Magnus Hirschfeld’s second print of the historic book, “The Transvestites.”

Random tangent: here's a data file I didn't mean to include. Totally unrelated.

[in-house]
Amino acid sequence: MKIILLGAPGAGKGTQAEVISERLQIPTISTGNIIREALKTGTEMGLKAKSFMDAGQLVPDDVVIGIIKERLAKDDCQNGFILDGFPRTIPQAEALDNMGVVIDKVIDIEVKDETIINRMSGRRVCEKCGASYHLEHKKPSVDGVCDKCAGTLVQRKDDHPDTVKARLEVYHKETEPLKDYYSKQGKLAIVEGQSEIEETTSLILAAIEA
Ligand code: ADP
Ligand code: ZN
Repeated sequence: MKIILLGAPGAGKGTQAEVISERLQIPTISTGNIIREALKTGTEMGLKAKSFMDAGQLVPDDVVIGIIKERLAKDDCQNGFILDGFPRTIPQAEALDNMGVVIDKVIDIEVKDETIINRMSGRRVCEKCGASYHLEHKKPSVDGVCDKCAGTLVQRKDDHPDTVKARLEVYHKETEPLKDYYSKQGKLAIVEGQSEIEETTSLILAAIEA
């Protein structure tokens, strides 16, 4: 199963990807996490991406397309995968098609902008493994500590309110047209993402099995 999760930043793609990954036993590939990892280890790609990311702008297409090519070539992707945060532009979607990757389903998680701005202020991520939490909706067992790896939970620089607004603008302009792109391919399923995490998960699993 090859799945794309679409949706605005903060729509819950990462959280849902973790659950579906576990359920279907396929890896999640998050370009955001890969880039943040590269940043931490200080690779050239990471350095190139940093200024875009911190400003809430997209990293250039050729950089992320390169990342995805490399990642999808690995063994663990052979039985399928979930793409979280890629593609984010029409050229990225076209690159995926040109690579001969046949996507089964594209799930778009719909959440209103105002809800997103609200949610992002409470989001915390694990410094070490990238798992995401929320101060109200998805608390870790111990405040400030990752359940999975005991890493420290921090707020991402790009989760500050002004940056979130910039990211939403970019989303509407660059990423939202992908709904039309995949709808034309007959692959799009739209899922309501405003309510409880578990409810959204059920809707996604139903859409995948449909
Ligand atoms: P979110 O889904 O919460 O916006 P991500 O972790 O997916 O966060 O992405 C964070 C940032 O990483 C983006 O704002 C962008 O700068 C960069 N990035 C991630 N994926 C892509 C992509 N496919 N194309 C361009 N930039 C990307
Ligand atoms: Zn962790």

Transvestites are women and men who feel reluctant and even refuse to dress in the clothing of their own sex. For them, the inherent drive to cross-dress is often more powerful than sexual drive itself. This phenomenon has often been confronted with both ignorance and prejudice. Transvestites have been subjected not only to discrimination but also to criminal prosecution for following what, for them, was an inborn inclination. Dr. Hirschfeld created this book to establish a body of knowledge about an often misunderstood topic and to strip away long held prejudices. This classic gender study, first published in Germany in 1910 and newly translated, explores all aspects of transvestism: social, physical and emotional. Transvestism is a firmly rooted psychological phenomenon and cultural tradition, in spite of religious, legal and social sanctions. Written 80 years ago, this book was and still is the most comprehensive treatise on the subject of transvestism, illustrating that while styles have changed, the enthusiasm of devotees has not. Part I introduces transvestites with sympathetic, often amusing case histories, defines symptoms, and explains their basic, erotic character. Part II explores the forceful drive to cross-dress and examines clothing as a form of expression of personality. Part III addresses the historical, legal, anthropological, and social aspects of transvestism, and includes fascinating chapters on transvestism as it relates to the Bible, law and criminality, and women in the military. This book conclusively demonstrates that transvestism is a natural extension of the infinite variations of human personality.